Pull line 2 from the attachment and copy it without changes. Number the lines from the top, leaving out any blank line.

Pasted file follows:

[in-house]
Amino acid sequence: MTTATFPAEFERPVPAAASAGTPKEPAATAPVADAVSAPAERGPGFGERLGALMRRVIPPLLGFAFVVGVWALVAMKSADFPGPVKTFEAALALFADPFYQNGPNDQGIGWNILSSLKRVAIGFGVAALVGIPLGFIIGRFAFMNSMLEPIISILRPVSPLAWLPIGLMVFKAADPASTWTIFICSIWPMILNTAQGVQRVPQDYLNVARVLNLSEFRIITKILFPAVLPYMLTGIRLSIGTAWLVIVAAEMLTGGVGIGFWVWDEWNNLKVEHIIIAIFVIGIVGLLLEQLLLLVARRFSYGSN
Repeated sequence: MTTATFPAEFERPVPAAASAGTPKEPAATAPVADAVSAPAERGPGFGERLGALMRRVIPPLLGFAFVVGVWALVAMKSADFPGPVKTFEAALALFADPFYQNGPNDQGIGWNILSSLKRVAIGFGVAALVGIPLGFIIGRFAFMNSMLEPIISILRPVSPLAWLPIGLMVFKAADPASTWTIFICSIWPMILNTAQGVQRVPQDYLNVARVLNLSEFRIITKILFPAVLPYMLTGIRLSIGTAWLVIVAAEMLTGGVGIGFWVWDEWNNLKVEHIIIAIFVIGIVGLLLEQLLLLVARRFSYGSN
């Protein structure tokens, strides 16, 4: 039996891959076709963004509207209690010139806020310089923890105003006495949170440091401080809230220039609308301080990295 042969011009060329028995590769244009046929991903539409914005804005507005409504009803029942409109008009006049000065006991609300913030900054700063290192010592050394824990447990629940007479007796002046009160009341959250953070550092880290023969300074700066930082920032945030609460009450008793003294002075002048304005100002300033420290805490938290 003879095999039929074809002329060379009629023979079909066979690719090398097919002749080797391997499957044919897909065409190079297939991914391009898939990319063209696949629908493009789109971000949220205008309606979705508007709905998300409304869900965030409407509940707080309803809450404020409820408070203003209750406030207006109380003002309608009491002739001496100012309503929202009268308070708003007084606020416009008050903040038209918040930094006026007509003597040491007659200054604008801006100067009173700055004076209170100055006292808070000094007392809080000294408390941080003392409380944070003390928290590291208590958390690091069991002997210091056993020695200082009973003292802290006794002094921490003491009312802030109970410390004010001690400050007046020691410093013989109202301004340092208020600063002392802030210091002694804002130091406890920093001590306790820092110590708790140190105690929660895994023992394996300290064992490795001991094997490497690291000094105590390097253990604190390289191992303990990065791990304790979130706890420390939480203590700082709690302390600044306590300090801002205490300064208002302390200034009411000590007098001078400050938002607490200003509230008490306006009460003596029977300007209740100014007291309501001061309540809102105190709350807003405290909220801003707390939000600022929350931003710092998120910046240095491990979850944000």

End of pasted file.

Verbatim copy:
Amino acid sequence: MTTATFPAEFERPVPAAASAGTPKEPAATAPVADAVSAPAERGPGFGERLGALMRRVIPPLLGFAFVVGVWALVAMKSADFPGPVKTFEAALALFADPFYQNGPNDQGIGWNILSSLKRVAIGFGVAALVGIPLGFIIGRFAFMNSMLEPIISILRPVSPLAWLPIGLMVFKAADPASTWTIFICSIWPMILNTAQGVQRVPQDYLNVARVLNLSEFRIITKILFPAVLPYMLTGIRLSIGTAWLVIVAAEMLTGGVGIGFWVWDEWNNLKVEHIIIAIFVIGIVGLLLEQLLLLVARRFSYGSN